Papandreou further announced that former MP for Thessaloniki Spyros Vougias has been appointed the party's press spokesman, while Nikos Athanassakis, head of the press office to now, has been appointed director of the PASOK parliamentary group services (DYKO).

    He also announced the creation of a central committee for the Europarliament elections, comprising many party cadres, including Costas Laliotis.

    [04] Communist party says Europe should put people's needs first

    Athens, 4/5/2004 (ANA)

    Presenting her party's manifesto for the upcoming Euro-Parliament elections in June, Communist Party of Greece (KKE) General Secretary Aleka Papariga said her party wanted Greece and Europe to put meeting people's needs before capitalist profit in their priorities.

    Speaking at the Athens University maths and physics department, Papariga pointed to rising unemployment and poverty and said these were the most typical 'products' of European capitalist unification, along with an increase in pensionable age, reductions in wages and pensions, privatization of education and health.

    According to Papariga, the latest developments were also leading to the militarization of the EU to a force for state violence and repression.

    She said her party offered a people's alternative to the 'one-way road of capitalism'' and would protect working-class rights, peace, and the right of every people to decide which socioeconomic and political system it preferred.

    [05] PM Karamanlis confers with FM Molyviatis

    Athens, 4/5/2004 (ANA)

    Prime minister Costas Karamanlis met Monday with foreign minister Petros Molyviatis to discuss matters falling under the minister's competency.

    No statements were made after the meeting, and Molyviatis refrained from replying to questions regarding Turkish prime minister Recep Tayyip Erdogan's upcoming visit to Athens and Thrace, and on the dispute between the Ecumenical Patriarchate and the Orthodox Church of Greece.

    [06] Delegation from Ecumenical Patriarchate to meet PM, President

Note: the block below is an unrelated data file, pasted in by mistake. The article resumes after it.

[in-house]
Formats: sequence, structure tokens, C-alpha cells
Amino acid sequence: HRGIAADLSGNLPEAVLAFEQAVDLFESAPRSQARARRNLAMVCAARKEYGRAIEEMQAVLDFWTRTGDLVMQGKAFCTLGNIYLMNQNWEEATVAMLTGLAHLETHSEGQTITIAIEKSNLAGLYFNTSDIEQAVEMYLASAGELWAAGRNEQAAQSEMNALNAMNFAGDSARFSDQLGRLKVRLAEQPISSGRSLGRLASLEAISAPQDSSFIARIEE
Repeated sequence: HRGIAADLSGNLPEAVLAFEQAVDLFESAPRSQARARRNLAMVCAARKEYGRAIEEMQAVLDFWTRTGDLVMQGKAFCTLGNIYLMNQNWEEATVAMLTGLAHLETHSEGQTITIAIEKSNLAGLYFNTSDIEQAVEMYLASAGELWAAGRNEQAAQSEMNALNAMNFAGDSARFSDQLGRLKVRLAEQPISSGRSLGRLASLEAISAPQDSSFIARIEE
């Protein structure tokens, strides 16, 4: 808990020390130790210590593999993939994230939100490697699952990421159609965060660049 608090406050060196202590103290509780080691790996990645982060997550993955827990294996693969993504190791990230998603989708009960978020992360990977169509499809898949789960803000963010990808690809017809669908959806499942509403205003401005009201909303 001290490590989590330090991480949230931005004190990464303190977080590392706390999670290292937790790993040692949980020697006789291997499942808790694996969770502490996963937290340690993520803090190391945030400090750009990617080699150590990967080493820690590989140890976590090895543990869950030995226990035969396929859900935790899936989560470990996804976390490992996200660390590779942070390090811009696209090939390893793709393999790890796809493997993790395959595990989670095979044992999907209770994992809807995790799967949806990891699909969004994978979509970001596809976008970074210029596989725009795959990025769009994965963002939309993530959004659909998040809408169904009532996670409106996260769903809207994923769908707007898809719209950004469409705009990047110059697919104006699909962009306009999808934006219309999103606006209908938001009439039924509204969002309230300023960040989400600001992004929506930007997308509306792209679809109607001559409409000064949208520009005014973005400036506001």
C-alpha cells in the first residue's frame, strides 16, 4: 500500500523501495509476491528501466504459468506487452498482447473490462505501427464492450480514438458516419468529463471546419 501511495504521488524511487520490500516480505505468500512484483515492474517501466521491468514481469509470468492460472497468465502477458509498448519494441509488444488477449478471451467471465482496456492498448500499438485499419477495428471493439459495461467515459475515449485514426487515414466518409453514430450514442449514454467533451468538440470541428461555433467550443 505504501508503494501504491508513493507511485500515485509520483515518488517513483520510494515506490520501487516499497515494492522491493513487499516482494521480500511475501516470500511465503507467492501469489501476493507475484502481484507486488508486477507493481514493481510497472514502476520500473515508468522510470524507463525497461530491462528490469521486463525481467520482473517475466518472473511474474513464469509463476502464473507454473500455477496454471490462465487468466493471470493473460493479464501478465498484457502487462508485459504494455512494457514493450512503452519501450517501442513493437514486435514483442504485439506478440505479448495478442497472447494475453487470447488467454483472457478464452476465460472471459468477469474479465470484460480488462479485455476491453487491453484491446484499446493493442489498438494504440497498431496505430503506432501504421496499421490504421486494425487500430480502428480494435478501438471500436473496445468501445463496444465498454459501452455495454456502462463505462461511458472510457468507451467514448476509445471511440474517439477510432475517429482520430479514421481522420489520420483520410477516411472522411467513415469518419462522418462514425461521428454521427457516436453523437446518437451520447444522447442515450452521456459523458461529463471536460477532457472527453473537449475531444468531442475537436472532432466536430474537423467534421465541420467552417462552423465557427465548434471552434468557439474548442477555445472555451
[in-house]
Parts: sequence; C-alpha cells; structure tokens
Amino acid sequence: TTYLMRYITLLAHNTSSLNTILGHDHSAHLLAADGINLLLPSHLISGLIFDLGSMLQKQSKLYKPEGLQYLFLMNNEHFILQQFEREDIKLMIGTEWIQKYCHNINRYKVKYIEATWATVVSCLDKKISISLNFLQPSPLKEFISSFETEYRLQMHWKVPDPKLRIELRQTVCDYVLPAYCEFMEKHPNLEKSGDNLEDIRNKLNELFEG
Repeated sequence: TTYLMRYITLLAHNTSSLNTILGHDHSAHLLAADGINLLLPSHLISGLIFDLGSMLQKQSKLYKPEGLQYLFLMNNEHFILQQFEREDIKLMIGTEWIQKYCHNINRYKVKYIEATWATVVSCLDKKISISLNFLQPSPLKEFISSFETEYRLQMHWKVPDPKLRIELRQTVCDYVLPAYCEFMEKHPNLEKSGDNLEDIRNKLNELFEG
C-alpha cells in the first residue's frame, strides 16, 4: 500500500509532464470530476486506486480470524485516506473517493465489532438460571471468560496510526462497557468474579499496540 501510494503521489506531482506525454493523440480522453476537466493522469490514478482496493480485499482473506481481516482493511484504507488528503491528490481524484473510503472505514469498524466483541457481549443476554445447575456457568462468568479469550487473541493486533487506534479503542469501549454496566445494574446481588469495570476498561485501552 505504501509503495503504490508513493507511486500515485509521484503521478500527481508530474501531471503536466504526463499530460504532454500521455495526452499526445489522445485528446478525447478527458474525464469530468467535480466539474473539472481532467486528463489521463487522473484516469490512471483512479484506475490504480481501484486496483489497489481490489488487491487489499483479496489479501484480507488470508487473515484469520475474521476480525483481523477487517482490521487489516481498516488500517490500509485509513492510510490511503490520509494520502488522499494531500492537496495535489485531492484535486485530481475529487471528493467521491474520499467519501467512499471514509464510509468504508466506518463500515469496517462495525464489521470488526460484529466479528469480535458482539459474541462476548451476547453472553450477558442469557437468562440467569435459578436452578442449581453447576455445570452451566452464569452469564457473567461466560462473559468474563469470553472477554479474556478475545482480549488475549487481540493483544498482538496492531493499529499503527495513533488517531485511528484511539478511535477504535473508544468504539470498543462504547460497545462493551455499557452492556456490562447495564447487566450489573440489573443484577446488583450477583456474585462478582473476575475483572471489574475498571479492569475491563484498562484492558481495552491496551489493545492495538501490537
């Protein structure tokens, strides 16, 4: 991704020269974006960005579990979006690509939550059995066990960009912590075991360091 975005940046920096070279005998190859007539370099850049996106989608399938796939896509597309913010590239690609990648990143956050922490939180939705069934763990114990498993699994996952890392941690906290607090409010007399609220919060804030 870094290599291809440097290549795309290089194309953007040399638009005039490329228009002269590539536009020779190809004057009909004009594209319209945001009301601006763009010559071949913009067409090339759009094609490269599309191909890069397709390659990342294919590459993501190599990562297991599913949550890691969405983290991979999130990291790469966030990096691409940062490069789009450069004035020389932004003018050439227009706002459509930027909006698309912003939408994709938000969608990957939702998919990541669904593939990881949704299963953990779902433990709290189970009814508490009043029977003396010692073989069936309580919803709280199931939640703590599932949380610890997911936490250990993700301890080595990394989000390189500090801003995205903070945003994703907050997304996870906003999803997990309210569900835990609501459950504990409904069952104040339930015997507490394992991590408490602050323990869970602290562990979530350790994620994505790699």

Athens, 4/5/2004 (ANA)

    Prime Minister Costas Karamanlis will be meeting a delegation from the Ecumenical Patriarchate in Istanbul on Tuesday at 14:00.

    The delegation, which arrived in Athens on Sunday night, is also scheduled to meet President of the Republic Kostis Stephanopoulos on Monday evening.

    According to sources, it intends to brief the premier on the positions of the Ecumenical Patriarchate regarding a dispute with the Church of Greece over the bishoprics of the 'new lands', while it will ask the government to delay the signature of presidential decrees that formalize the appointment of three new metropolitans that were elected last week.

    Earlier on Monday, the visiting clerics had a meeting with Deputy Foreign Minister Panagiotis Skandalakis and Education and Religious Affairs Minister Marietta Yiannakou.

    Government sources said on Saturday that the government is prepared to intervene in the dispute between the two Churches only if asked to do so by both sides and only on specific terms.

    The same government sources also noted that the government will enforce the laws, as it has done in the past.

    According to an ANA dispatch from Istanbul, Ecumenical Patriarch Vartholomeos has also been in contact with Archbishop of Albania Anastasios to discuss Friday's Synod meeting at the Patriarchate regarding the crisis in relations with the Church of Greece.